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Press Release

Man who Assaulted Girlfriend and Child on Tulalip Tribal Land Sentenced to Nearly Six Years in Prison

For Immediate Release
U.S. Attorney's Office, Western District of Washington
Strangled Partner, Threw Objects, and made Death Threats

          A 26-year-old man who resided with his girlfriend and their two children on Tulalip Tribal land has been sentenced in U.S. District Court in Seattle to 70 months in prison and three years of supervised release for a series of assaults and threats against the woman and her children, announced U.S. Attorney Annette L. Hayes.  JOSHUA CARL VANDERWEL pleaded guilty to assault by strangulation, felony harassment and assault in the third degree on December 3, 2015.  VANDERWEL was arrested and originally charged in Tulalip Tribal court following the assaults in September 2014.  The case was charged federally in December 2014.

            At the sentencing hearing, U.S. District Judge Robert S. Lasnik recommended that VANDERWEL undergo intensive drug treatment for his methamphetamine addiction while incarcerated and on supervised release.  The judge noted that VANDERWEL’s girlfriend suffered an “extended period of hell on earth…” with VANDERWEL assaulting her, “threatening to push her off a cliff and slash her throat.”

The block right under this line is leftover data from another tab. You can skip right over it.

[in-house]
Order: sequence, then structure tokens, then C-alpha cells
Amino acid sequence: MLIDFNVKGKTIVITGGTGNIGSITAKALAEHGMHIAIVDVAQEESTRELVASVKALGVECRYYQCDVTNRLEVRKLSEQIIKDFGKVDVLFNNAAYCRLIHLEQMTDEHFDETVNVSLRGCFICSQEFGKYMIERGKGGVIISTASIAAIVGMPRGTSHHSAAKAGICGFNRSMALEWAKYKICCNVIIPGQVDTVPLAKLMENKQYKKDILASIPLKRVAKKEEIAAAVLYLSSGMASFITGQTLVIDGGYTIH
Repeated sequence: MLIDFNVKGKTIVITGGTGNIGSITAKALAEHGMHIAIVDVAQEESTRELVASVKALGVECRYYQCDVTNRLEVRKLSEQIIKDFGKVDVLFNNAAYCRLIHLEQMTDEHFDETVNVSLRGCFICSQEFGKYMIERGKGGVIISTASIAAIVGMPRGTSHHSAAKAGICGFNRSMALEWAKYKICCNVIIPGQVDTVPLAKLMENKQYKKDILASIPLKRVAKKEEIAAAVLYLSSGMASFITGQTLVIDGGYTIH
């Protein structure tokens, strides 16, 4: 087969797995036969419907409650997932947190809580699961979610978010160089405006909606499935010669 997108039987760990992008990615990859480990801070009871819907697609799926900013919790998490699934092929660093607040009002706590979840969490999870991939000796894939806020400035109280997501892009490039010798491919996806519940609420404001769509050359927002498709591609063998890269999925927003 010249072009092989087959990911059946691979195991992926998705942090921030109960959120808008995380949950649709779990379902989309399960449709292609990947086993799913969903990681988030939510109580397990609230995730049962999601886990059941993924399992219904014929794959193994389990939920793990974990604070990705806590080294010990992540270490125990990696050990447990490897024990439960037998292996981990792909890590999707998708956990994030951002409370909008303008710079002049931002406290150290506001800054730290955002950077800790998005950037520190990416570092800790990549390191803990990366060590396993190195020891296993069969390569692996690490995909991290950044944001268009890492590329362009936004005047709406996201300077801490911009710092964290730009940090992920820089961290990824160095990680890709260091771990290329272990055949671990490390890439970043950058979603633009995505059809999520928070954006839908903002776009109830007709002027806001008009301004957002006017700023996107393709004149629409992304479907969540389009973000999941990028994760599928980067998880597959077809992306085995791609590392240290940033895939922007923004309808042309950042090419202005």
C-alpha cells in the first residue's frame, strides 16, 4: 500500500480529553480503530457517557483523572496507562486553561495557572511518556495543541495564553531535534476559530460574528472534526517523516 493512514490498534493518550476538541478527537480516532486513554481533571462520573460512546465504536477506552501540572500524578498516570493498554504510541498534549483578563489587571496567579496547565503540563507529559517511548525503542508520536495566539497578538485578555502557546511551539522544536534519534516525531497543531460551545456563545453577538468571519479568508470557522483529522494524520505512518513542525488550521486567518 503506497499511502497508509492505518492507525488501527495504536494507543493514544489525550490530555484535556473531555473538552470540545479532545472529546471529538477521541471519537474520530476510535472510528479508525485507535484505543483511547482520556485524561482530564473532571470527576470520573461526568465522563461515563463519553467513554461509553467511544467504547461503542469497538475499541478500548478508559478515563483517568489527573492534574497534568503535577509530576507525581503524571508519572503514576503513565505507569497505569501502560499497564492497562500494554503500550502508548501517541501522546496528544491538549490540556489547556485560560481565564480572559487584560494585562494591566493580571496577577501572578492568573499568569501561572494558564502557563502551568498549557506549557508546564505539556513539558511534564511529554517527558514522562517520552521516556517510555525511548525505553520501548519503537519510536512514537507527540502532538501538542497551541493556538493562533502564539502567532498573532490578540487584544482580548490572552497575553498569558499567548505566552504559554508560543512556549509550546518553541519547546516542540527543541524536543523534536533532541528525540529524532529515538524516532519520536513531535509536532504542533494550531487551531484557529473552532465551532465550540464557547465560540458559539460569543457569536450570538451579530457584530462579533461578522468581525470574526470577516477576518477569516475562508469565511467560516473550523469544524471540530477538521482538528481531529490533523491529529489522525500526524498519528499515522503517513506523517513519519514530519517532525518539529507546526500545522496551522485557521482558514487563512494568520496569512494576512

According to records filed in the case, during the week of September 20, 2014, VANDERWEL repeatedly assaulted and threatened his girlfriend.  The assaults included strangling her, hitting her with a metal pipe, throwing knives and lamps at her, and threatening to kill her and burn the house down with her small children inside.  VANDERWEL kept the woman captive in the home, not allowing her to use the phone or go to work. 

          VANDERWEL was arrested by Tulalip Tribal Police, and the case was originally prosecuted as part of a pilot project authorized by the Violence Against Women Reauthorization Act of 2013 (VAWA 2013).  The Tulalip Tribes of Washington is one of the first Tribes in the nation to exercise special criminal jurisdiction over certain domestic violence crimes, regardless of the defendant’s Indian or non-Indian status.

          The case was investigated by the Tulalip Tribal Police.  The case was prosecuted by Assistant United States Attorneys Ye-Ting Woo and Rebecca Cohen and by Special Assistant United States Attorney Sharon Jones Hayden.  Ms. Hayden is a Tulalip Tribal Prosecutor specially designated to prosecute cases in federal court.

Updated April 15, 2016

Indian Country Law and Justice
Violent Crime